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Associated Press
Assemblyman Ken Cooley, D-Rancho Cordova, watches as the votes are posted for his measure that limits the time high school and middle school football players can be engaged in full-contact drills during the Assembly session at the Capitol in Sacramento, Calif., Thursday, May 15, 2014. (AP Photo/Rich Pedroncelli)

Bill limits full contact youth football drills

– Responding to parental safety concerns, the state Assembly on Thursday passed legislation limiting full-contact practices for high school football teams.

The bill by Assemblyman Ken Cooley, AB2127, passed on a 50-22 vote and now heads to the Senate. It has the support of the California Interscholastic Federation, which oversees high school athletics.

Cooley, D-Rancho Cordova, said he was motivated by the growing anxiety from parents about the risks associated with concussions. The American Academy of Pediatrics, writing in support of the bill, said head injuries from football may lead to long-term brain damage and early-onset dementia.

“There are just a lot of parents today who are worried about what happens if my kids get in these sort of sports,” Cooley said in an interview after the bill passed.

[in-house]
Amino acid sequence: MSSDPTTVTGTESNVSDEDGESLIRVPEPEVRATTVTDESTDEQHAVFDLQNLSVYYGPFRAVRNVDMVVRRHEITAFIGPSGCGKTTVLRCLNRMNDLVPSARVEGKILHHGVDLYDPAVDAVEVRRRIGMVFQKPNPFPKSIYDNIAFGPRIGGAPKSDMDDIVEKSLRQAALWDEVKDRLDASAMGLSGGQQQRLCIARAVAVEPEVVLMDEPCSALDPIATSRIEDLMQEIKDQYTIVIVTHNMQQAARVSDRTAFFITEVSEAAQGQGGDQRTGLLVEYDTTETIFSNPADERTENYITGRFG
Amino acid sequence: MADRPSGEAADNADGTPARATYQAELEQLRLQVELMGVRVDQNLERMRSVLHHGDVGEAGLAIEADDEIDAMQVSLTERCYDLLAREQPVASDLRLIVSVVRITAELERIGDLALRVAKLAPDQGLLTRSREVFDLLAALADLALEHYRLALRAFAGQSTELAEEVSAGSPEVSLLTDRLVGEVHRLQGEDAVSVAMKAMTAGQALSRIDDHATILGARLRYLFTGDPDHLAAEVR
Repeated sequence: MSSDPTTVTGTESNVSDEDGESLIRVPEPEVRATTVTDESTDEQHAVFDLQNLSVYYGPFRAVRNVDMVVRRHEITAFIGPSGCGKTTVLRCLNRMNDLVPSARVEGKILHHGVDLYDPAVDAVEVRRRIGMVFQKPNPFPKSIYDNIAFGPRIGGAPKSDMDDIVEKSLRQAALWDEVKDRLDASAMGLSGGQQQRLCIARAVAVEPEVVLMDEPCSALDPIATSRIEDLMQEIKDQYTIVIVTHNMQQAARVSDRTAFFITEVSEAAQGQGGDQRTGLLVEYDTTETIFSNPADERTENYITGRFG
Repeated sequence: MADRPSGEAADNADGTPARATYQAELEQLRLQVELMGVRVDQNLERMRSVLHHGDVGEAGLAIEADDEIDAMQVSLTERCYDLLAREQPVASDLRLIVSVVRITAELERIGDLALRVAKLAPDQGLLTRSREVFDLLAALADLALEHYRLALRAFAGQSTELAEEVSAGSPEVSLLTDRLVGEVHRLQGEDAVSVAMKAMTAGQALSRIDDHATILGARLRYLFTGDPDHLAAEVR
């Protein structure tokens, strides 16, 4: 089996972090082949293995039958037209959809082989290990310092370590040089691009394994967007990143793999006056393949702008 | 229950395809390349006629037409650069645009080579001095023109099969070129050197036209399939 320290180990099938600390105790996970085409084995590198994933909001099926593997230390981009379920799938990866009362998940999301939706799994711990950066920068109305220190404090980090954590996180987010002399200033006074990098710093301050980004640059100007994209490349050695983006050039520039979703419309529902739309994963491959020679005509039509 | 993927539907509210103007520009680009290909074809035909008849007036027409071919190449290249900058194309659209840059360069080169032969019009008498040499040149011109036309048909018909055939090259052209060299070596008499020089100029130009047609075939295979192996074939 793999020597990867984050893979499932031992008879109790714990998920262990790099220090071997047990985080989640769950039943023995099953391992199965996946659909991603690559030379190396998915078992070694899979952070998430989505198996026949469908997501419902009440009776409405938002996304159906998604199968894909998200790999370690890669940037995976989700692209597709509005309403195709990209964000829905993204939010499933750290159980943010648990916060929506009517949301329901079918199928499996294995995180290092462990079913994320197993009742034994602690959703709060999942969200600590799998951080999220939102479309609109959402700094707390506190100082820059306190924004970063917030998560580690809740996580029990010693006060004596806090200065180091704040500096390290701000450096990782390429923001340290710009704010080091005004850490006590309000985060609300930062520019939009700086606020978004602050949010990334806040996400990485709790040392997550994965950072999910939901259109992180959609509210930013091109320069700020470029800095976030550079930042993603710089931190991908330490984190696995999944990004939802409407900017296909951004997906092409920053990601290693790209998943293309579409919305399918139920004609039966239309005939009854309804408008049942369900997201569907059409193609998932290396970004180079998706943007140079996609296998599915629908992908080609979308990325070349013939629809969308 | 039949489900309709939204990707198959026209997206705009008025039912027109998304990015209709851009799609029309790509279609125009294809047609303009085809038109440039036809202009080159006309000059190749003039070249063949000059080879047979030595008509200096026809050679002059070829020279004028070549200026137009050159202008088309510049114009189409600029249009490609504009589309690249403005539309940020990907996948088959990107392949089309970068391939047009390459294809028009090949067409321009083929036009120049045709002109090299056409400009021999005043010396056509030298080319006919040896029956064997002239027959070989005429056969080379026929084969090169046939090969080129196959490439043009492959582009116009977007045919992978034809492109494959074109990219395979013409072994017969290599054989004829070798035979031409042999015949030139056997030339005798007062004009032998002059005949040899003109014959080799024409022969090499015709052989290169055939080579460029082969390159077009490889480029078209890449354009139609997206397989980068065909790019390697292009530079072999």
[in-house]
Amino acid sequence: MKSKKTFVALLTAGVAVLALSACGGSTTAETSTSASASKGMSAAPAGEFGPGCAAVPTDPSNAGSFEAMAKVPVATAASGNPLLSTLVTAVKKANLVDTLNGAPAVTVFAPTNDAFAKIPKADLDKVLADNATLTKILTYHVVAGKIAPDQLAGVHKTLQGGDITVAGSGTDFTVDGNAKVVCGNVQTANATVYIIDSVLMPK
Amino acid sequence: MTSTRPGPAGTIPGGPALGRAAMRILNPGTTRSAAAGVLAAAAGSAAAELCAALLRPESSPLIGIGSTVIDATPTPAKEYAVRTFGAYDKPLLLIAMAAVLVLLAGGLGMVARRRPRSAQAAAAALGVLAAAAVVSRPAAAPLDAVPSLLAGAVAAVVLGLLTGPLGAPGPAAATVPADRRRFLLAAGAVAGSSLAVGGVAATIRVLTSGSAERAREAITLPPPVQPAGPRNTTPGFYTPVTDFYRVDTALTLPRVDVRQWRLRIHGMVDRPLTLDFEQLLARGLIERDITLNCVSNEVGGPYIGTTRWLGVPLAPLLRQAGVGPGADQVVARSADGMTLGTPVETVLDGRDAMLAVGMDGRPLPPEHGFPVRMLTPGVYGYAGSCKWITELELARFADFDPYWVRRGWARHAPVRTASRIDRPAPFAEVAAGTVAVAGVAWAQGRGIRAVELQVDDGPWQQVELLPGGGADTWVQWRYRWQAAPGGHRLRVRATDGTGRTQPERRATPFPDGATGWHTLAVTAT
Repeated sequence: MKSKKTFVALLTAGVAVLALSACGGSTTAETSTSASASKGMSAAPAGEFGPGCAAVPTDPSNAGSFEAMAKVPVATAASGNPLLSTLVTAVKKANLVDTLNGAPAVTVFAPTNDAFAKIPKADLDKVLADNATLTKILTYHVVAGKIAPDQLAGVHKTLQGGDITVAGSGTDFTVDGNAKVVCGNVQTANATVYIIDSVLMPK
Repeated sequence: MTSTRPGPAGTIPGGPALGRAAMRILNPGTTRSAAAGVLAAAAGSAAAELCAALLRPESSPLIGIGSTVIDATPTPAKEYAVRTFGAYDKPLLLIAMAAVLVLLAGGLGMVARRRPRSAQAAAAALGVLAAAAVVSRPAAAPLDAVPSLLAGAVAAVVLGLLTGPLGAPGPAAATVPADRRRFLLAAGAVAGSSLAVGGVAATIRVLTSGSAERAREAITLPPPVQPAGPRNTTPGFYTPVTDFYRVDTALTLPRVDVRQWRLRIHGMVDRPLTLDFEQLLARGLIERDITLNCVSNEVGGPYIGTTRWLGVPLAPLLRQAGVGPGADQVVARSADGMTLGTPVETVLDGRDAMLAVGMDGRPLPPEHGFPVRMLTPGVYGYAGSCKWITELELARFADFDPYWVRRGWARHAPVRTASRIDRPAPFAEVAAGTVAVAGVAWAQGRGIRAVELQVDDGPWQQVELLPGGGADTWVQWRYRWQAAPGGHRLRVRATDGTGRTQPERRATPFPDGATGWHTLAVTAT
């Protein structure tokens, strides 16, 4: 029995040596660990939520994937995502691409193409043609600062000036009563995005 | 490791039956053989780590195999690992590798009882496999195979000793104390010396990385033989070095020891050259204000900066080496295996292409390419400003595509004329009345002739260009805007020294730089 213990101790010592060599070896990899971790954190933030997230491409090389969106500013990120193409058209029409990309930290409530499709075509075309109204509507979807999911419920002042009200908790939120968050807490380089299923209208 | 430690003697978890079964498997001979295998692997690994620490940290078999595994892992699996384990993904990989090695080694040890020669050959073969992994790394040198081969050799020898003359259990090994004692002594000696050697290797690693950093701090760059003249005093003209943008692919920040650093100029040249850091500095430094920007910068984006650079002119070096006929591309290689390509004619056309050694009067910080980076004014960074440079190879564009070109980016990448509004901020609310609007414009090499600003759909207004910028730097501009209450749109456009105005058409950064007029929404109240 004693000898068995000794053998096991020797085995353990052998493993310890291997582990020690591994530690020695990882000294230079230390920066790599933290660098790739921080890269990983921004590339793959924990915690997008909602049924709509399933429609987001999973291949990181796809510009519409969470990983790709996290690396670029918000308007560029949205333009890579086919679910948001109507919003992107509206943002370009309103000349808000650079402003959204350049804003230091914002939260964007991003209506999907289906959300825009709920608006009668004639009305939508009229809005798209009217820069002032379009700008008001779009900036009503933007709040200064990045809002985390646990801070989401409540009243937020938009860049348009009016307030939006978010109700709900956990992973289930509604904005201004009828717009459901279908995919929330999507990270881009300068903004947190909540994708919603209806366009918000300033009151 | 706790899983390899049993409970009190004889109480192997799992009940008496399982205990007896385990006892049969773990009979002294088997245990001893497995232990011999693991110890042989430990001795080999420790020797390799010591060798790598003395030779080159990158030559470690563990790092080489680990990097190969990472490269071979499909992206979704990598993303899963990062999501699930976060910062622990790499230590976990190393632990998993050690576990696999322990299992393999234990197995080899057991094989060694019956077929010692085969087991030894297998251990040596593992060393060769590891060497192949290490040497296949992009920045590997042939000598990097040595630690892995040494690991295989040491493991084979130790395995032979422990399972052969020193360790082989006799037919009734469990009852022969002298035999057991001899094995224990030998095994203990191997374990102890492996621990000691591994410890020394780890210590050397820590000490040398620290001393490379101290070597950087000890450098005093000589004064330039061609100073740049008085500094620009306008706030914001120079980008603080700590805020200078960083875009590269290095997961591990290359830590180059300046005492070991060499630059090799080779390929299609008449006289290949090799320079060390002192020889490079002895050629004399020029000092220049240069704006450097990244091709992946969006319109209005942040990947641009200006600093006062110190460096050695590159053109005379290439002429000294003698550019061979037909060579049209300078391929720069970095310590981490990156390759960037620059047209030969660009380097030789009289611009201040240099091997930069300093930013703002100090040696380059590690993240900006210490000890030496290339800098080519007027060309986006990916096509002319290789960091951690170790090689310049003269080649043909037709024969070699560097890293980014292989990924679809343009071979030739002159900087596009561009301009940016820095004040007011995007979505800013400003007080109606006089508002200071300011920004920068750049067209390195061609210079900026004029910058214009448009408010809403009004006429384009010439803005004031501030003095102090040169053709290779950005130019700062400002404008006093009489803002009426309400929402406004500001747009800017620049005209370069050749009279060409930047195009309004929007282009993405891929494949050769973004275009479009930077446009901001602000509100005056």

The issue has even caught the attention of the White House, which announced on Thursday plans for a May 29 summit about youth sports safety and concussions.

The California bill limits drills involving game-speed tackling to 90-minute sessions twice a week, while prohibiting such full-contact drills in the offseason. It also applies to private and charter schools.

Most coaches already abide by similar rules to protect student safety. “There’s really not a big uproar about this because it really is nothing new for our coaches,” said Brian Seymour, a senior director with the federation.

Seymour’s group also updated its bylaws earlier this month to limit total practice time to 18 hours per week for high school football players.

At the college level, the Ivy League and Pac-12 Conference have reduced full-contact practices to cut down on injuries.

Most of the votes against the bill came from Republican lawmakers and some Democrats questioning whether the issue merits state attention.

“Coaches, the schools, the parents are well-equipped without the state’s involvement to determine what’s best for that team, for their players,” said Assemblywoman Kristin Olsen, R-Modesto.

Cooley responded that his bill only limits certain types of practice and that Texas has even stricter rules. That state, the setting for the popular television drama “Friday Night Lights,” allows just one 90-minute full-contact session a week.

The legislation also references middle schools, although flag football is by far the most common form of the game played at that level in California. Cooley’s bill would not apply to private youth leagues such as Pop Warner.

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